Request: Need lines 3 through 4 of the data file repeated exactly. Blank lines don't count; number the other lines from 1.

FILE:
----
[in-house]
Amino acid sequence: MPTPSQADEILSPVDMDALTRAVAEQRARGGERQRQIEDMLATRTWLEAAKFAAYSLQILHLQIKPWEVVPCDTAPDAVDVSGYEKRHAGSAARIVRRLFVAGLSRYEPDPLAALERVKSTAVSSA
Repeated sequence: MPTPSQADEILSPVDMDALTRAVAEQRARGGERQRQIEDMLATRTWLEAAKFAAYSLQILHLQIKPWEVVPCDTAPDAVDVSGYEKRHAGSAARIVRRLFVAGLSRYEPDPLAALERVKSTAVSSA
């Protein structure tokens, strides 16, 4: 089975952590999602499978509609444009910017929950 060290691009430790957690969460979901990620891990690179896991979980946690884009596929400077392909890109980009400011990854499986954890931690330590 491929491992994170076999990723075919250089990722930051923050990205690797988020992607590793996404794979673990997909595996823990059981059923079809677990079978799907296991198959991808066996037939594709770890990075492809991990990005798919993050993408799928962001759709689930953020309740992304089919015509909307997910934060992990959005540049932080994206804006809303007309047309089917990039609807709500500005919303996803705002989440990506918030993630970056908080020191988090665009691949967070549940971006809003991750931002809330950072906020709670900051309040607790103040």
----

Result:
Repeated sequence: MPTPSQADEILSPVDMDALTRAVAEQRARGGERQRQIEDMLATRTWLEAAKFAAYSLQILHLQIKPWEVVPCDTAPDAVDVSGYEKRHAGSAARIVRRLFVAGLSRYEPDPLAALERVKSTAVSSA
């Protein structure tokens, strides 16, 4: 089975952590999602499978509609444009910017929950 060290691009430790957690969460979901990620891990690179896991979980946690884009596929400077392909890109980009400011990854499986954890931690330590 491929491992994170076999990723075919250089990722930051923050990205690797988020992607590793996404794979673990997909595996823990059981059923079809677990079978799907296991198959991808066996037939594709770890990075492809991990990005798919993050993408799928962001759709689930953020309740992304089919015509909307997910934060992990959005540049932080994206804006809303007309047309089917990039609807709500500005919303996803705002989440990506918030993630970056908080020191988090665009691949967070549940971006809003991750931002809330950072906020709670900051309040607790103040």